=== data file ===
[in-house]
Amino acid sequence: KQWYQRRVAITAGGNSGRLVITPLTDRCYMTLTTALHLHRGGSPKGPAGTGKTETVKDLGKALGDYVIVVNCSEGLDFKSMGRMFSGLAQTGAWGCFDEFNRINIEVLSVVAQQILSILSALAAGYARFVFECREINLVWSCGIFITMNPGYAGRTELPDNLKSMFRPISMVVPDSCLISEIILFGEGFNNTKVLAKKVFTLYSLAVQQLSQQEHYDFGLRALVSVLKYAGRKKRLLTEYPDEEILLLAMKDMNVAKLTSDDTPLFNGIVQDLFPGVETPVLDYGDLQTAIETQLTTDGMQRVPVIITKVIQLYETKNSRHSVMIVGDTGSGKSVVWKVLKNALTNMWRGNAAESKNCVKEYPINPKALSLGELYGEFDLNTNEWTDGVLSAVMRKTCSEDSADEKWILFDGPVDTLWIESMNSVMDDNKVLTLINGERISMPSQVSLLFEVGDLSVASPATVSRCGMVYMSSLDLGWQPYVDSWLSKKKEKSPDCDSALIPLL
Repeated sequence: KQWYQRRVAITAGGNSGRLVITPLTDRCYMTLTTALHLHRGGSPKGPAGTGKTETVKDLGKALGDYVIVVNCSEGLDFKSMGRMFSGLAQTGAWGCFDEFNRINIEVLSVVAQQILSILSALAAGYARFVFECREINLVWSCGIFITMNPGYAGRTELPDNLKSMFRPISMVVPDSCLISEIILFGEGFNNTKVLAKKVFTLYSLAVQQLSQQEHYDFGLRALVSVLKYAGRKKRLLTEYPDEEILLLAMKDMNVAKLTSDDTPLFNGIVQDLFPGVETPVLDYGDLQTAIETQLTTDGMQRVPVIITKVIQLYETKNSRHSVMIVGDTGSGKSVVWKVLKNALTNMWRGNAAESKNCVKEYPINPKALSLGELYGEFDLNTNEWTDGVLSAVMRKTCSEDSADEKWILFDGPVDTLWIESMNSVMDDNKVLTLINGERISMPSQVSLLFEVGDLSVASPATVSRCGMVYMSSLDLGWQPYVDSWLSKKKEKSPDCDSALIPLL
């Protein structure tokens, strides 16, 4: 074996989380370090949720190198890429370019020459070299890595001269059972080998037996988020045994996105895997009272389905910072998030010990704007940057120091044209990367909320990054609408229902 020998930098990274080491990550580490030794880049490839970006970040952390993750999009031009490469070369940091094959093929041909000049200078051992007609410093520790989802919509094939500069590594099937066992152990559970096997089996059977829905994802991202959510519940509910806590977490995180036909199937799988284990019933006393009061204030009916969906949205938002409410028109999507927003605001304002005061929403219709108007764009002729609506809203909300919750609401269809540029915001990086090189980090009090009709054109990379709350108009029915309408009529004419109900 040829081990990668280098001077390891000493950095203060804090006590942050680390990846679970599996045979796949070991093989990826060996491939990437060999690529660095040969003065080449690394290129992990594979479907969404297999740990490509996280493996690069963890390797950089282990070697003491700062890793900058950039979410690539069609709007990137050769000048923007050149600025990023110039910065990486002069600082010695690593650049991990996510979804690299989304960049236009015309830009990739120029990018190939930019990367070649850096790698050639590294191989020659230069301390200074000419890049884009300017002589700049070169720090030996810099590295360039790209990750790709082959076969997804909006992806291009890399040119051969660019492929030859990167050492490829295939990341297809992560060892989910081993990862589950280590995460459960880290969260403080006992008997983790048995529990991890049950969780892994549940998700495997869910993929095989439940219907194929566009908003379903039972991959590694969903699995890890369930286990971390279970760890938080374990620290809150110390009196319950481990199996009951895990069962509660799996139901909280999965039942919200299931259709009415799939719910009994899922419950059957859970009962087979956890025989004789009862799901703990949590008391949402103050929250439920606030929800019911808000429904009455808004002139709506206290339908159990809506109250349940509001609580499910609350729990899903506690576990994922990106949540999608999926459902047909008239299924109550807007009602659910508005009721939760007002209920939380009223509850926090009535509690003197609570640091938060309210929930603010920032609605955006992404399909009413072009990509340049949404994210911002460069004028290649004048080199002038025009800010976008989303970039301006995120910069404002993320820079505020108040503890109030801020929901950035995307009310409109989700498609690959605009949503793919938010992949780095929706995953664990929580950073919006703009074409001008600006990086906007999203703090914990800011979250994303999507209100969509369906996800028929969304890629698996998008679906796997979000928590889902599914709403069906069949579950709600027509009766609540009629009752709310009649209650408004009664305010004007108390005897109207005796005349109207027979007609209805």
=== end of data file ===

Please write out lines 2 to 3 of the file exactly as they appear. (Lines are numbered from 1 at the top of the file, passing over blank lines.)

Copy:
Amino acid sequence: KQWYQRRVAITAGGNSGRLVITPLTDRCYMTLTTALHLHRGGSPKGPAGTGKTETVKDLGKALGDYVIVVNCSEGLDFKSMGRMFSGLAQTGAWGCFDEFNRINIEVLSVVAQQILSILSALAAGYARFVFECREINLVWSCGIFITMNPGYAGRTELPDNLKSMFRPISMVVPDSCLISEIILFGEGFNNTKVLAKKVFTLYSLAVQQLSQQEHYDFGLRALVSVLKYAGRKKRLLTEYPDEEILLLAMKDMNVAKLTSDDTPLFNGIVQDLFPGVETPVLDYGDLQTAIETQLTTDGMQRVPVIITKVIQLYETKNSRHSVMIVGDTGSGKSVVWKVLKNALTNMWRGNAAESKNCVKEYPINPKALSLGELYGEFDLNTNEWTDGVLSAVMRKTCSEDSADEKWILFDGPVDTLWIESMNSVMDDNKVLTLINGERISMPSQVSLLFEVGDLSVASPATVSRCGMVYMSSLDLGWQPYVDSWLSKKKEKSPDCDSALIPLL
Repeated sequence: KQWYQRRVAITAGGNSGRLVITPLTDRCYMTLTTALHLHRGGSPKGPAGTGKTETVKDLGKALGDYVIVVNCSEGLDFKSMGRMFSGLAQTGAWGCFDEFNRINIEVLSVVAQQILSILSALAAGYARFVFECREINLVWSCGIFITMNPGYAGRTELPDNLKSMFRPISMVVPDSCLISEIILFGEGFNNTKVLAKKVFTLYSLAVQQLSQQEHYDFGLRALVSVLKYAGRKKRLLTEYPDEEILLLAMKDMNVAKLTSDDTPLFNGIVQDLFPGVETPVLDYGDLQTAIETQLTTDGMQRVPVIITKVIQLYETKNSRHSVMIVGDTGSGKSVVWKVLKNALTNMWRGNAAESKNCVKEYPINPKALSLGELYGEFDLNTNEWTDGVLSAVMRKTCSEDSADEKWILFDGPVDTLWIESMNSVMDDNKVLTLINGERISMPSQVSLLFEVGDLSVASPATVSRCGMVYMSSLDLGWQPYVDSWLSKKKEKSPDCDSALIPLL